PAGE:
I am a planner. I am one of those people who makes to do lists about what I need to make to do lists for. I am one of the nerds who actually uses my BYU planner multiple times a day and I am proud of it! I love planning events and I always need to know what is happening next.
When I would go into my parents room, their office, or call them on the phone in a stressed and overwhelmed state, I was often asked the same questions and given the same advice: “Have you made a plan? Do you have goals and to do lists?” My parent would then sit me down, ask me about the problem, and help me come up with a plan. “How would I accomplish all of the tasks that were required of me?” We would talk it out and even write down days and times for my goals. I am so grateful for what my parents taught me about the importance of plans and goals! As we make goals for our own lives, we can also teach the importance of goals to our future students.
Setting personal objectives and being motivated in life is achieved by setting end goals. When you make a direction for yourself, the path becomes clearer. However, in order to make sure this goal is not too lofty or unattainable, it is important to make smaller, simpler goals first. This way, as you attain each goal, your motivation will increase and you can better measure your progress towards larger and more long term goals. Also, writing your plans and goals on paper makes them more concrete and attainable. You see your plan, you know what it is, and you can start working on it. Be sure to remember to also be adaptable. Life has many twists and turns so you must be flexible when working on goals.
So how do you make goals and how can you help your students make goals? The Mind Tools website at http://www.mindtools.com/page6.html offers some helpful ideas. For example, it mentions the use of the acronym SMART. Each letter stands for something that assists you in making “smart” goals. S stands for specific or significant; M is for measurable or meaningful; A for attainable or action-oriented; R for relevant or rewarding; T for time-bound or trackable.
The first meaning for each letter in SMART works great for task-based goals while the second meaning works well for aspirational goals. For example, a task-based goal in a classroom may be to learn to spell every word on a weekly spelling list. Using SMART goals, your students can adapt this goal to say “In order to learn all of these spelling words, I will learn three new words a day by spelling them out loud and writing them down three times each as well as using them in a sentence during the day. By the end of the week, I will know all of the spelling words on the list and will be ready for the spelling test.” This goal now has a specific and measurable plan for its accomplishment. A student’s aspirational goal of becoming a better listener can be broken down using SMART and could include such things as such as making eye contact, focusing on what is being said, and taking action as needed. To help your students attain their goals, be sure to remind them about their goals, have them write their goals down, post them in the classroom, have them talk to fellow students about their goals, etc. These are all great ideas to help your students have something to continually work for.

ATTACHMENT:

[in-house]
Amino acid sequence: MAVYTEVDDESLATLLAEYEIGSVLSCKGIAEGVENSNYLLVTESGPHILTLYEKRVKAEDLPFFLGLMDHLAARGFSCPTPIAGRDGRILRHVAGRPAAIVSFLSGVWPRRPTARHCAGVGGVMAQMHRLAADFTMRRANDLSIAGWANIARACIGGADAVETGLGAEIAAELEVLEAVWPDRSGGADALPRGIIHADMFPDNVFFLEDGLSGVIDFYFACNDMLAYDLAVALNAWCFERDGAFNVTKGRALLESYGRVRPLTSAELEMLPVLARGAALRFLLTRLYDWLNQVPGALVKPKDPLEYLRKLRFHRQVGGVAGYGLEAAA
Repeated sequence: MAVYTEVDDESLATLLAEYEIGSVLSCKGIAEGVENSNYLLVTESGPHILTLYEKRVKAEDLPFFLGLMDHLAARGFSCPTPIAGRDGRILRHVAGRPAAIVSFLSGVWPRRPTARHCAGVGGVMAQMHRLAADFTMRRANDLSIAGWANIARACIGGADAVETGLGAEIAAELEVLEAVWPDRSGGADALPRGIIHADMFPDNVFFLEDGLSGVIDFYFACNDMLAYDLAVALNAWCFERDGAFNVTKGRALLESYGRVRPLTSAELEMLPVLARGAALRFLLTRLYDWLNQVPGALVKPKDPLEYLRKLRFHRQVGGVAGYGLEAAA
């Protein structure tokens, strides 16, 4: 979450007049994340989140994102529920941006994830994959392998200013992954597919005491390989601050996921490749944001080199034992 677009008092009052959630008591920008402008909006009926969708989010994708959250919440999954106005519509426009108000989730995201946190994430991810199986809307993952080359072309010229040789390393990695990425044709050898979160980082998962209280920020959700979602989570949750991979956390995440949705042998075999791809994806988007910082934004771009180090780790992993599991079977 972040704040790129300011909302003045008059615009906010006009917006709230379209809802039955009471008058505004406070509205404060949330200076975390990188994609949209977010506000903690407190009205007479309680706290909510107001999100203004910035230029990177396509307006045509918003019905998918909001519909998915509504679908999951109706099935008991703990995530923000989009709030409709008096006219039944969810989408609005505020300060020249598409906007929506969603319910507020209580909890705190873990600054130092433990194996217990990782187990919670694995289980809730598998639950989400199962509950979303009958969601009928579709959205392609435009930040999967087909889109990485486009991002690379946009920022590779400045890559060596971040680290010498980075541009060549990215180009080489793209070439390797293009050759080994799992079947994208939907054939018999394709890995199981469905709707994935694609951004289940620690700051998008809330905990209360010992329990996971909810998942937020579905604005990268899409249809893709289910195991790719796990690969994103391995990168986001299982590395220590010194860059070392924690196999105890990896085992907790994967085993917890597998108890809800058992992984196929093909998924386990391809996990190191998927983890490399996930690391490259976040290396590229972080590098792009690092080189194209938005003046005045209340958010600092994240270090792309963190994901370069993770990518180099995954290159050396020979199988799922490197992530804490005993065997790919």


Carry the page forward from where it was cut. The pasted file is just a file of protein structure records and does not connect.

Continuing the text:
It often feels like we are “too busy” to write goals or make plans. There is so much to do and time is precious! No worries, I know the feeling! However, I promise you that the few minutes of time you use to make a plan will be more beneficial to you then working on a task with no direction. You will feel more confident and able to tackle what’s ahead of you when you can see the “big picture”, and you know what, where, when, and how to do it.
As teachers, we want to encourage our students to make goals. The beginning of a new school year is a great time to help them come up with a few goals and steps towards their achievement. This helps the students and the teacher know where they are headed, what they want out of their school year, and helps them feel a sense of accomplishment and self-confidence when they are able to see their progression. Both daily as well as large goals have great benefits. If a habit is started young of making plans, goals, and to do lists, it can be carried on to be used as a future tool. Just like how my parents helped me make plans for my life, we can help our students do the same.